COURT FUNDING TASK FORCE
Participating: Wayne Blair, Sophia Byrd, John Cary, Mike Doubleday, David Donnan, Robert Dowdy, Tammy Fellin, Joan Ferebee, Judge Deborah Fleck, William Fosbre, Judge Gordon Godfrey, Judge Bruce Hilyer, Ron Mattson. Mary McQueen, Barb Miner, Jane Noland, Glenn Olson, Linda Storck, and Judge David Tracy
Staff present: Gil Austin, Jude Cryderman and Jeff Hall
Wayne Blair gave an overview of the work group activity with some work groups meeting every few weeks. The full Task Force meeting is set for May 22, in the SeaTac area. Presentations will be made by each of the work groups to assess the overall direction of the Task Force.
Mary McQueen highlighted the presentation at the Superior Court Judges’ Spring Conference. The judges participated in work sessions to review and comment on the ideas being considered by the CFTF. They were also asked to respond to the proposed Principles. Judge Godfrey spoke about the frustration of superior court judges over the lack of staff and time to conduct the courts’ work; Judge Fleck spoke of the additional statutory mandates judges are expected to undertake and the problem it is for judges to find time to prepare for their cases. Judge Fleck spoke about the proper number and types of cases that a judicial officer can handle and an appropriate job. Judge Godfrey said the discussion focused on the lack of staff for the clerk’s office and lack of other court staff. In addition, the judges discussed the lack of resources for the defense bar and included other entities that work in the court context.
Wayne Blair mentioned that he would attend the DMCJA & Clerk’s Conferences to report on the work of the task force.
Minutes of the April 17, 2003 meeting were tabled for members to review prior to approval.
Review of Court Principles
Ron Hjorth reviewed the second draft of the principles.
The last clause of the third sentence should reflect that county commissioners should not manage the details of the courts’ resources.
Discussion that the courts are not self sustaining and rely on other branches for their funding allocation.
Discussion of Principle 1 having a preamble that would provide a “civics lesson” about our government being a democratic system of government consisting of three co-equal branches of government.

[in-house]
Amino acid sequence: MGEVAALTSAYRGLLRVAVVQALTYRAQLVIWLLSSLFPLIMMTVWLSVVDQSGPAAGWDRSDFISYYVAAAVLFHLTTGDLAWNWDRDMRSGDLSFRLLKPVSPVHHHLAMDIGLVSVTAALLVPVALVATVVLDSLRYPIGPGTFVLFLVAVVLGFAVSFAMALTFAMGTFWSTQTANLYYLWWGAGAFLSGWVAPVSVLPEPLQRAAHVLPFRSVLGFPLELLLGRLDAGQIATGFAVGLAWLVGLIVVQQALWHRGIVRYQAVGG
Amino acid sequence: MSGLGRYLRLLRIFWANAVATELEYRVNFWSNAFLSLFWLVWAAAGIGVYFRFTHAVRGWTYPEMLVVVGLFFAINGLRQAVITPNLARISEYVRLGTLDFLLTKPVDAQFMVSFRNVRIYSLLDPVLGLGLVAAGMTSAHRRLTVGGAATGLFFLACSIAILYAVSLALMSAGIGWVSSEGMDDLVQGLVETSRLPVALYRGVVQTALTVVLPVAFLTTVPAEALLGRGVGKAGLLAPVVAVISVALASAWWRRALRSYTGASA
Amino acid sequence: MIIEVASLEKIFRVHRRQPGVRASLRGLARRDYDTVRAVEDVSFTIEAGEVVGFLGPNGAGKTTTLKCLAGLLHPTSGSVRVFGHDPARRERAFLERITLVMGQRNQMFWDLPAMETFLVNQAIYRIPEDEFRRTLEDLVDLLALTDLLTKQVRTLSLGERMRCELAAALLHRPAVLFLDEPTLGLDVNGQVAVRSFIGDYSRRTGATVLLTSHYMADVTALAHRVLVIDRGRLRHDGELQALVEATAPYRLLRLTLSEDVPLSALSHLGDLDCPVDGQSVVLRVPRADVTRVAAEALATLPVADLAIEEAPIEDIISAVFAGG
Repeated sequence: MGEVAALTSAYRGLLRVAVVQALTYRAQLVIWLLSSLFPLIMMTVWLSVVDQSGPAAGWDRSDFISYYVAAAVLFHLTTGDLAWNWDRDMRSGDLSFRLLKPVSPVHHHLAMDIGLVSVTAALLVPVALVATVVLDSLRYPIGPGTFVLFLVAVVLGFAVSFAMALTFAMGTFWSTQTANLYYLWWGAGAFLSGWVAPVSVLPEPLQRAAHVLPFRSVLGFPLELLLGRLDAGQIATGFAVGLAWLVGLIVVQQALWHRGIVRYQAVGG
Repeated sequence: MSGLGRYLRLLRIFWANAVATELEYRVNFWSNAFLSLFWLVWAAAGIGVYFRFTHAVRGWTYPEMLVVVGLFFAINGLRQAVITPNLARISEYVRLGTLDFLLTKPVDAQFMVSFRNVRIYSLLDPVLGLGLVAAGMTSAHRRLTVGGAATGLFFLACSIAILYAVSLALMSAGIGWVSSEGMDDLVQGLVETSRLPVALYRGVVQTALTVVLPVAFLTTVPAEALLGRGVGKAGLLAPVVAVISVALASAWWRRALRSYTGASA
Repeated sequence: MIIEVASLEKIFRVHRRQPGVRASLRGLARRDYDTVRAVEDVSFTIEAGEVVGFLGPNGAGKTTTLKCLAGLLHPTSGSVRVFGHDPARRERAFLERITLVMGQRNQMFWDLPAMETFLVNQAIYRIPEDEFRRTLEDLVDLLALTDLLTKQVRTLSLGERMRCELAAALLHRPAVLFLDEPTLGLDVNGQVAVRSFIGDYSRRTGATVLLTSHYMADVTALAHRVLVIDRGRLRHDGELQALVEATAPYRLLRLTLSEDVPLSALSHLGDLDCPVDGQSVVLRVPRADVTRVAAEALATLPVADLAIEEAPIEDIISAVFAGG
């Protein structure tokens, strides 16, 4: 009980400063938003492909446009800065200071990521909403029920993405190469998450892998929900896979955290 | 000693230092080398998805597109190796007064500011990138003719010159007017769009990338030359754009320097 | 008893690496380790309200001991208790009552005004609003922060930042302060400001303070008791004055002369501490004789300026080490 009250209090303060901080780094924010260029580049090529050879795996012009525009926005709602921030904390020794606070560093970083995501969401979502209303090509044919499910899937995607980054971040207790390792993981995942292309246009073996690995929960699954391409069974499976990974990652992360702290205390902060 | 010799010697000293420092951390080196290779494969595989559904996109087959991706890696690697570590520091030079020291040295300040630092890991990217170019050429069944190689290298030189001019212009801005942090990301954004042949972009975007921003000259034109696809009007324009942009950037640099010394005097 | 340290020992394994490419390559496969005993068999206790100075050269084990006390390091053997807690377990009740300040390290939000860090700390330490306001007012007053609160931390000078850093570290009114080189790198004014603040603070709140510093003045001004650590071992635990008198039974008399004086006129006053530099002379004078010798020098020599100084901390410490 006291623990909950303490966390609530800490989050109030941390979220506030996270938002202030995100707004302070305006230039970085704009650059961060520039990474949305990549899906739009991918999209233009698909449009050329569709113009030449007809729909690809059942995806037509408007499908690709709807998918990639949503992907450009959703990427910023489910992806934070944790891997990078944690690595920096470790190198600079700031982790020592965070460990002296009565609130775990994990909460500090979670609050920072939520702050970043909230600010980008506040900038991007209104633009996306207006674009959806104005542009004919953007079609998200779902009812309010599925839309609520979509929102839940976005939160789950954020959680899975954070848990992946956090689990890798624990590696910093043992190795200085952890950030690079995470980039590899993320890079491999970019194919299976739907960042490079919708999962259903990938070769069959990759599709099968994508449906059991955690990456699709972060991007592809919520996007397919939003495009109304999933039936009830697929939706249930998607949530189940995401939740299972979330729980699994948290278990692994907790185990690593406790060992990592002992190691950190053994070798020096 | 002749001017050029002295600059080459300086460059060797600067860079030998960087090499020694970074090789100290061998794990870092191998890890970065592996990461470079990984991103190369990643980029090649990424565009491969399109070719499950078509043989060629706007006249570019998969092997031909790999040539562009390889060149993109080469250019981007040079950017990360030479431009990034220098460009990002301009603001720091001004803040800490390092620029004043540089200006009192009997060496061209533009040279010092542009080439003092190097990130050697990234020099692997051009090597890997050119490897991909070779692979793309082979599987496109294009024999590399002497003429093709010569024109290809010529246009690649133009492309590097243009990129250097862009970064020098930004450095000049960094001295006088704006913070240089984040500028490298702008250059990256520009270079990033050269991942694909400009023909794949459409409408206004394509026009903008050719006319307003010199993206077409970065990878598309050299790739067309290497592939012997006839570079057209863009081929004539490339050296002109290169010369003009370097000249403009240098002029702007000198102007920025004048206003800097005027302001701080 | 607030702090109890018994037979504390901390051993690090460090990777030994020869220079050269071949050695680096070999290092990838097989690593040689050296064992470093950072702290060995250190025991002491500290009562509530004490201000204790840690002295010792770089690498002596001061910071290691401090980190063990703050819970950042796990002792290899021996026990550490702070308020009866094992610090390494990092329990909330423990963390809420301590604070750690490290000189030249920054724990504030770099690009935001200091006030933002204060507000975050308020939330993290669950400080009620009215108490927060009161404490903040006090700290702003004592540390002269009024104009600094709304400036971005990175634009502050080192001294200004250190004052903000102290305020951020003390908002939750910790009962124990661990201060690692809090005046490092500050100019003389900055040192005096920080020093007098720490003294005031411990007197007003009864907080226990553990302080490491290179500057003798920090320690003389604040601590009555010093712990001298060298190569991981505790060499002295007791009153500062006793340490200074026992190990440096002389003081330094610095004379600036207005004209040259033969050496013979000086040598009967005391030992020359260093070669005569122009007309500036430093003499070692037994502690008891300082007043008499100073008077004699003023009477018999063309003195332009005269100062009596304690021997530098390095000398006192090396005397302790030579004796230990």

Discussion of how the Principles should be developed to encompass the task for defining the way in which court funding is established.
Wayne Blair proposed that an introductory sentence as suggested by John Cary on the form of our government as outlined above.
Last clause of Principle 2 should be incorporated into Principle 5.
Mary McQueen recommended that the word discretion be added to Principle 3. She also suggested that the Principles be short, concise statements.
Ron Hjorth recapped changes thus far: 1) develop an introductory statement, 2) remove “;”, and 3) drop last clause in Principle 2 and include in Principle 5.
Discussion of courts having the discretion to utilize the funds allocated to them. Question of the relationship of the funding allocation for all branches of government and the second part of Principle 3 and the shared responsibility of the legislative and judicial branches in allocating and expending funds that are allocated to the courts. Members were reminded even though the courts might have discretion for money allocated, they are still required to follow the law.
Mary McQueen pointed out that the budget process is established by the legislative branch of government. She continued, once the allocation amount is established, it is the judiciary responsibility to manage those moneys.
Discussion of a re-drafted set of Principles prepared by J. Fleck.
Principle 4 has the word “reasonable” before discretion.
Preference is for the re-drafted version of Principle 5.
Discussion of overlap of Principles 7 & 8 and whether these could be incorporated together. Suggestion that Principle 7 should replace the word “sustaining’ with “funding.” Principle 8 is deleted.
Principle 4’s change is “are responsible for managing” and striking “must have discretion for the distribution of .”
Principle 5 use “legislative bodies” instead of “government.”
The second draft of the Principles is attached.
Judge Godfrey said the purpose of the work group is how to obtain funding. He points out that courts must be provided with funding that is reasonably necessary to function as demonstrated by evidence that is clear, cogent and convincing.
Discussion of whether it is the responsibility of the work group to do anything beyond determining how the courts are funded and where the money comes from. Wayne Blair stated the work group is reading too much into their charge.
Inventory of Funding Alternatives
Jeff Hall asked that the members provide items or functions that relate to the judiciary system. The resulting chart is attached.
Discussion of how to proceed with analyzing this list of possibilities. Glenn Olson suggested the members do briefs. He said the briefs would consist of three parts: 1) a brief background statement, 2) a problem statement, and 3) a solution. The members agreed the “briefs” were the best way to proceed. Briefs are due by May 20th.
Robert Dowdy suggested that it might be necessary to determine 1) how to raise additional dollars, 2) how to save money, and 3) what amount the state or local entity should be responsible for sharing. Accordingly, it should be known what constitutes a need for judicial funding if there is a standard for court operations.
Ron Hjorth summarized: 1) expenses can be reduced by finding efficiencies, 2) determine appropriate level of funding from various entities, 3) demonstrate ways revenues could be raised; 4) determine how much money is necessary.
A topic for the next meeting is a way for counties and state to possibly raise more revenues.
Next meeting is May 29 at Two Union Square in Seattle.
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